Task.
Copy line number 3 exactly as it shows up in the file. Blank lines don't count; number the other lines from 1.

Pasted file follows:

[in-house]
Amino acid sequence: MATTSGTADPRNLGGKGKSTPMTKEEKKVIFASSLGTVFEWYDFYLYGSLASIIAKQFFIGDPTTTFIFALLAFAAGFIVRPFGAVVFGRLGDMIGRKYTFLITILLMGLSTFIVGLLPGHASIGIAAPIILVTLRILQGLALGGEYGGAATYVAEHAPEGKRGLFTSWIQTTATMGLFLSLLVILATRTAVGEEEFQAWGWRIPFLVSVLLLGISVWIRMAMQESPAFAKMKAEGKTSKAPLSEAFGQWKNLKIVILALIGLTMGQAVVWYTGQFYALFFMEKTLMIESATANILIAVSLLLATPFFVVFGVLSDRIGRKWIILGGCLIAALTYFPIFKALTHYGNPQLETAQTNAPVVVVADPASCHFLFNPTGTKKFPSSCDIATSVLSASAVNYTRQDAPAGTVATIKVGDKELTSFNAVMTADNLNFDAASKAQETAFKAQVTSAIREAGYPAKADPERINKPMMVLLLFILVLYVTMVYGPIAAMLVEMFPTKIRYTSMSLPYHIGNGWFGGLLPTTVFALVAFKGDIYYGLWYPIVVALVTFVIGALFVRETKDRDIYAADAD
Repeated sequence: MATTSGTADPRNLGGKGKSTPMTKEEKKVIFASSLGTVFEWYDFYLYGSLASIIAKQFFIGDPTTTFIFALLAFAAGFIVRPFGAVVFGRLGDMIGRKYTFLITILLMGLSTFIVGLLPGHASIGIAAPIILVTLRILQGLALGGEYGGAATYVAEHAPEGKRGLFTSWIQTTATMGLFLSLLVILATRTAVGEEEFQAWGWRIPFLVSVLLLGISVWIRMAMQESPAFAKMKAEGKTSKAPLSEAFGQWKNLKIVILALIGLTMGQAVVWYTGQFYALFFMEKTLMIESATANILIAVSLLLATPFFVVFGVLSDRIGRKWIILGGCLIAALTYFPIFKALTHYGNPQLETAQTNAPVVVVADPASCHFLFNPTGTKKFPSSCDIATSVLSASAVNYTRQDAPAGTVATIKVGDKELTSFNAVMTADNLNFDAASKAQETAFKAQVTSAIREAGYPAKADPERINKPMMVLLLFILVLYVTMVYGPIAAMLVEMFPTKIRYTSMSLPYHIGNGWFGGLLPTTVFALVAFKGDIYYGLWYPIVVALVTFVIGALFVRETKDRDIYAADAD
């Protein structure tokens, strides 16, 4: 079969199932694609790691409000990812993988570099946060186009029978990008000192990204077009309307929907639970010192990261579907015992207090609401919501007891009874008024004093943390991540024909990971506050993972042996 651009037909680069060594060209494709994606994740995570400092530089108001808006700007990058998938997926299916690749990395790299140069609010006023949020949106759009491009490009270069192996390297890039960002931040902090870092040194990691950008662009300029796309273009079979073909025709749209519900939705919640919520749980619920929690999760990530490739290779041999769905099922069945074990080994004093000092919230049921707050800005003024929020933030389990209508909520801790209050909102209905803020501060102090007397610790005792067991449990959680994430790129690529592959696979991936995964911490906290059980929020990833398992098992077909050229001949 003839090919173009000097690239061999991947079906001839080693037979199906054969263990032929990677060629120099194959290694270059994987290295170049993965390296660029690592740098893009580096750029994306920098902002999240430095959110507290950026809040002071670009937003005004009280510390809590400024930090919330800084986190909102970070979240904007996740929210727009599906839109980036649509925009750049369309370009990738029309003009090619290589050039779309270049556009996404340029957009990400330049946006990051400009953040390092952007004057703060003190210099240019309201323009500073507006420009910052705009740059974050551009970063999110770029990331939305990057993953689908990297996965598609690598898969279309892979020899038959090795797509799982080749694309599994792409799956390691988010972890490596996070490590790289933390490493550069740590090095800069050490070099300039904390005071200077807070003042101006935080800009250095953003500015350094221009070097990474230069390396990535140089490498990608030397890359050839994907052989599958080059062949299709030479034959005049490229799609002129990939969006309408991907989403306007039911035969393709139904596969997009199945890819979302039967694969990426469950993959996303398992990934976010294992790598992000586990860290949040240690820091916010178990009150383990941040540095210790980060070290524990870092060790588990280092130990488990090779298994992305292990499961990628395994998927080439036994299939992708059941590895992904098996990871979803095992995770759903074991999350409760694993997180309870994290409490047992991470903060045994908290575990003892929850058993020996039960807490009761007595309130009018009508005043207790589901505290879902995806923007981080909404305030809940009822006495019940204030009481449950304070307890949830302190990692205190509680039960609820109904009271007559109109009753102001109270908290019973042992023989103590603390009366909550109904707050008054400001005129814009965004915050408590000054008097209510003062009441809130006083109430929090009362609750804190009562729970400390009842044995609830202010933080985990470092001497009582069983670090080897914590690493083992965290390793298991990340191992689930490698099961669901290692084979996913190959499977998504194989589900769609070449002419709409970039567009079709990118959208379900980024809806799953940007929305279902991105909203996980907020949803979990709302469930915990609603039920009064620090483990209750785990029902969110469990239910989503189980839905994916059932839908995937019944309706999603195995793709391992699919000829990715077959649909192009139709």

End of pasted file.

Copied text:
Repeated sequence: MATTSGTADPRNLGGKGKSTPMTKEEKKVIFASSLGTVFEWYDFYLYGSLASIIAKQFFIGDPTTTFIFALLAFAAGFIVRPFGAVVFGRLGDMIGRKYTFLITILLMGLSTFIVGLLPGHASIGIAAPIILVTLRILQGLALGGEYGGAATYVAEHAPEGKRGLFTSWIQTTATMGLFLSLLVILATRTAVGEEEFQAWGWRIPFLVSVLLLGISVWIRMAMQESPAFAKMKAEGKTSKAPLSEAFGQWKNLKIVILALIGLTMGQAVVWYTGQFYALFFMEKTLMIESATANILIAVSLLLATPFFVVFGVLSDRIGRKWIILGGCLIAALTYFPIFKALTHYGNPQLETAQTNAPVVVVADPASCHFLFNPTGTKKFPSSCDIATSVLSASAVNYTRQDAPAGTVATIKVGDKELTSFNAVMTADNLNFDAASKAQETAFKAQVTSAIREAGYPAKADPERINKPMMVLLLFILVLYVTMVYGPIAAMLVEMFPTKIRYTSMSLPYHIGNGWFGGLLPTTVFALVAFKGDIYYGLWYPIVVALVTFVIGALFVRETKDRDIYAADAD